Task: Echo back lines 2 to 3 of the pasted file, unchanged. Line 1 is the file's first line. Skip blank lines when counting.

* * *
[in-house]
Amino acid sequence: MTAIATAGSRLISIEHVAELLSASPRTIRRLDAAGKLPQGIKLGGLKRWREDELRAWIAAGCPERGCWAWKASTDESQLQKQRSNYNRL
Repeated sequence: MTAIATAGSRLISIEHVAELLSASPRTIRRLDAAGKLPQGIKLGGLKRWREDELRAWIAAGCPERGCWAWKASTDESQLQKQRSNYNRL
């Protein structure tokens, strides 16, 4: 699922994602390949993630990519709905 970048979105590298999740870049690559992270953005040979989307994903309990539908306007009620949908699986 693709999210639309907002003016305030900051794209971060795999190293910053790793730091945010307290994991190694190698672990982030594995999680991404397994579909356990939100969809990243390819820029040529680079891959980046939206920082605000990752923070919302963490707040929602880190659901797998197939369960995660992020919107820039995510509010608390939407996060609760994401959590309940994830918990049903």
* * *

Amino acid sequence: MTAIATAGSRLISIEHVAELLSASPRTIRRLDAAGKLPQGIKLGGLKRWREDELRAWIAAGCPERGCWAWKASTDESQLQKQRSNYNRL
Repeated sequence: MTAIATAGSRLISIEHVAELLSASPRTIRRLDAAGKLPQGIKLGGLKRWREDELRAWIAAGCPERGCWAWKASTDESQLQKQRSNYNRL